Recently there have been a string of terrorist attacks across the globe in places like Lebanon, Istanbul, Dhaka, Baghdad and Saudi Arabia. The latter country saw three attacks in one day at the end of the holiest month in the Islamic calendar (Ramadan), the most recent of which was a suicide bombing right outside the Prophet Muhammad’s (pbuh) mosque in Medinah. While many have used the occasion to point out how un-Islamic ISIS must be for such an attack, the reality is that Muslims already knew this long ago. And it’s not only ISIS which has it out for us. Only the day before, a bunch of Islamophobic incidences and violence acts against Muslims occurred in the USA and Canada, and the combination has left Muslims around the globe reeling.

As a Muslim, each successive attack has left me at a greater loss for words and full of a deeper, more infinite sorrow. Elsewhere, I have written:

This Ramadan, my heart bled for Orlando, Lebanon and Istanbul. It continued bleeding for Dhaka. And now for Baghdad.

All along, there has been a constant consciousness of the chaos and destruction in Syria and Iraq, in Yemen, in Palestine. Of injustice and violence in Burma, China and many other places around the Muslim world.

Hate crimes against Muslims in the West are on the rise.

The prophet Muhammad, peace and blessings be upon him, said that there will come a time when holding onto the religion of Islam will be like holding a hot coal.

I cannot say if that time is now but I will remain holding it, my hands burning, heart bleeding until there is nothing left of me.

They are killing us. What more can we do? There must be more we can do.

This was before the attack in Medina happened. When the news broke, I could barely process it. I still fail to. One scholar has simply stated, “There are no red lines anymore.” Although the loss of life in all cases has been deeply troubling and tragic (particularly in Iraq where it has been so massive and where the international community has utterly failed), there is something I haven’t been able to properly put my finger on about a group attacking the mosque of our beloved Prophet Muhammad. It feels much more personal than ever before.

Perhaps it has something to do with the fact that victims elsewhere are not necessarily Muslim or that they could be from minority Christian or Jewish groups, just as perpetrators may identify with any and all of us too. We have been the oppressors too, after all. Rigid labels are rarely (if ever) productive or illuminating, however, at this particularly point in history, it is hard not to notice that far-right militant, hate-fuelled Buddhists, white supremacists, atheists, secularists, Christians and Jews all share a common scapegoat in us. I have a hard time identifying myself with an “us” and them with a “them”. I’m uncomfortable with how these attacks have made my own categories more rigid.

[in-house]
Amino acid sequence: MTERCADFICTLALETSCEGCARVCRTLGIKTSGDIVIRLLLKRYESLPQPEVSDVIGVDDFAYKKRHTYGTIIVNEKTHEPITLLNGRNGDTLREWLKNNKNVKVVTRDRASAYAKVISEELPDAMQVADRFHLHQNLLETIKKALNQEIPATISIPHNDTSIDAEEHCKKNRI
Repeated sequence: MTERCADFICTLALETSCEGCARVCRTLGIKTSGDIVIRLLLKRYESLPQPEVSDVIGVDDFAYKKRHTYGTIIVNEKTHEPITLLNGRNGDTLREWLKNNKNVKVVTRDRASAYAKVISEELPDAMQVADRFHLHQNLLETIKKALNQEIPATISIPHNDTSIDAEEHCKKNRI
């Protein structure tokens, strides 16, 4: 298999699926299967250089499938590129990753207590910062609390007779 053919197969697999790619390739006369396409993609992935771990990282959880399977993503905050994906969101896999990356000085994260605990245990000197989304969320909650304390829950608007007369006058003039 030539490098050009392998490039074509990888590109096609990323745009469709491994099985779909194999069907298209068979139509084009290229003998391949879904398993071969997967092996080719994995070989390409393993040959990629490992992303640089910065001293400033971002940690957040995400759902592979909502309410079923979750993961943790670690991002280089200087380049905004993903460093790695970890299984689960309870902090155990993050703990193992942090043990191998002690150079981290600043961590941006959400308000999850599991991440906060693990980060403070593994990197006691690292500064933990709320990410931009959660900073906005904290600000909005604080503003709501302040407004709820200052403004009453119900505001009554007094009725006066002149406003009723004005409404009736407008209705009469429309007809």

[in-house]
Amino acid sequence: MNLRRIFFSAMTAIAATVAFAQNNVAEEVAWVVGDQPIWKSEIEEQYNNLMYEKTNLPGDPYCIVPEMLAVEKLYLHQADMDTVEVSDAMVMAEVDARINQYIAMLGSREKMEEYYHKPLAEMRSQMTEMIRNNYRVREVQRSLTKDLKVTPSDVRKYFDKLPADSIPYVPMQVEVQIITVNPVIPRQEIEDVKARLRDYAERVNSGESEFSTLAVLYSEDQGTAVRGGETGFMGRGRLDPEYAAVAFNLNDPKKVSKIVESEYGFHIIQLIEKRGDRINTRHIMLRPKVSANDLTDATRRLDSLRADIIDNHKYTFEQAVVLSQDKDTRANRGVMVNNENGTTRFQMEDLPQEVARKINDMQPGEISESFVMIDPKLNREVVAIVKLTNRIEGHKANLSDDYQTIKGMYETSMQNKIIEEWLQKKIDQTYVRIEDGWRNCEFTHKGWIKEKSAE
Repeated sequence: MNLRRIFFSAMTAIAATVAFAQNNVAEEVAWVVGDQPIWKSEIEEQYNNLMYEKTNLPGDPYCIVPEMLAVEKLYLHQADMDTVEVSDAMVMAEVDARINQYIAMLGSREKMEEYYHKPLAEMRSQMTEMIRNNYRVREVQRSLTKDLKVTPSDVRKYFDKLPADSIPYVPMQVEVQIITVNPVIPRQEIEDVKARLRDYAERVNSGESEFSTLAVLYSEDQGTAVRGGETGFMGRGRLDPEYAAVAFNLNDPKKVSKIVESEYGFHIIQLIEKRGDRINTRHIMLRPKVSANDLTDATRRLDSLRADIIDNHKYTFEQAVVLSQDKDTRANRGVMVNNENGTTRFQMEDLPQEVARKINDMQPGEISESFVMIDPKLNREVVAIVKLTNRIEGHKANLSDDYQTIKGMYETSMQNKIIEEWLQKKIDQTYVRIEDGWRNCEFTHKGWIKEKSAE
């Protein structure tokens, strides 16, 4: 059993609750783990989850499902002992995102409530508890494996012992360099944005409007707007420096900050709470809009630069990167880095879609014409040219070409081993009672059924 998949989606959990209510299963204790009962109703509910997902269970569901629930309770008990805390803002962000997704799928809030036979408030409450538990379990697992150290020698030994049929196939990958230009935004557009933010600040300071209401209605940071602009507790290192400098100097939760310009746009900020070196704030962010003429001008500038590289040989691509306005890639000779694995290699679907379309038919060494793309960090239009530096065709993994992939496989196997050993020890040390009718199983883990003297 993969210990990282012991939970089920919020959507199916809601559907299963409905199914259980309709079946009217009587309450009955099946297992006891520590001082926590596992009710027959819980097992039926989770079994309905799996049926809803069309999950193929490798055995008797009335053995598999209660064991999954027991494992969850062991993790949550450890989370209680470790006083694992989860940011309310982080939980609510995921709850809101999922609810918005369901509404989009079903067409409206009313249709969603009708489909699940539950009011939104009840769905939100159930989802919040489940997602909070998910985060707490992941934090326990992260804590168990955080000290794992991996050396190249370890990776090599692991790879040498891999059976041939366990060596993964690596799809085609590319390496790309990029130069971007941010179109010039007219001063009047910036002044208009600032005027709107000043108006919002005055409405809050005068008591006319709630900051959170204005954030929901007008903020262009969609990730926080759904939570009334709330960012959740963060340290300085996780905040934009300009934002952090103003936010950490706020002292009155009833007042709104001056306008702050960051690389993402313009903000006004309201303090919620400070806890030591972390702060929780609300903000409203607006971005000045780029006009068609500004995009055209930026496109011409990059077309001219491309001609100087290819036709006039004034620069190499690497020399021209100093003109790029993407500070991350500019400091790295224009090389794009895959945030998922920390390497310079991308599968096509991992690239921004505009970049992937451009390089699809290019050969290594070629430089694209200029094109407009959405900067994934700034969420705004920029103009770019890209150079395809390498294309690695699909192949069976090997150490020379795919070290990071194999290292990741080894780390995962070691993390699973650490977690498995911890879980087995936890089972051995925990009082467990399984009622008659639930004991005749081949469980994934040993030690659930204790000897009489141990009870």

Where other attacks might be analyzed as arising from political or social issues that only tangentially refer to religion or use religion conveniently, an attack on one of the most sacred places in Islam truly feels to me like an attack on every single believing Muslim. What was deeply wrong and evil before has reached a level that defies description for those of us that subscribe to a Muslim identity.

And it doesn’t matter where this is all coming from. As I said, similar attacks are happening from many sides via all kinds of perpetrators in numerous areas of the world. As a junior historian, I am deeply uncomfortable with comparing these incidences but I simultaneously cannot look away from them. That our Deen contains prophecies that echo our current moment makes it all the more unnerving.

How can Muslims today feel calm? How can they feel safe?

There are many suggestions from more learned scholars of our Deen for how to do this, so I won’t go into those here, but instead I would like to talk about the other side of things: what others can do to make Muslims feel safe.

When I saw the news that a Muslim man was shot and stabbed on his way to the Houston mosque for sunrise prayers, I immediately thought of a distant acquaintance of mine who also lived there. I thought to send him a message to see if he was alright and warn him to “be careful.” It turns out that it was that very friend who had fallen victim.

It is difficult to describe the sickened feeling that enters your stomach when you realize that someone you know was shot as a possible hate crime. Though police now say it was an attempted robbery, that sickened feeling lingers all the same, rearing its ugly head every time a hijabi appears on the news for being spit on or being called a sand n****r on the train, every time someone spins gravel at you while you cross the street, every time someone tells you how uncomfortable you make them (or just mutters it under their breath).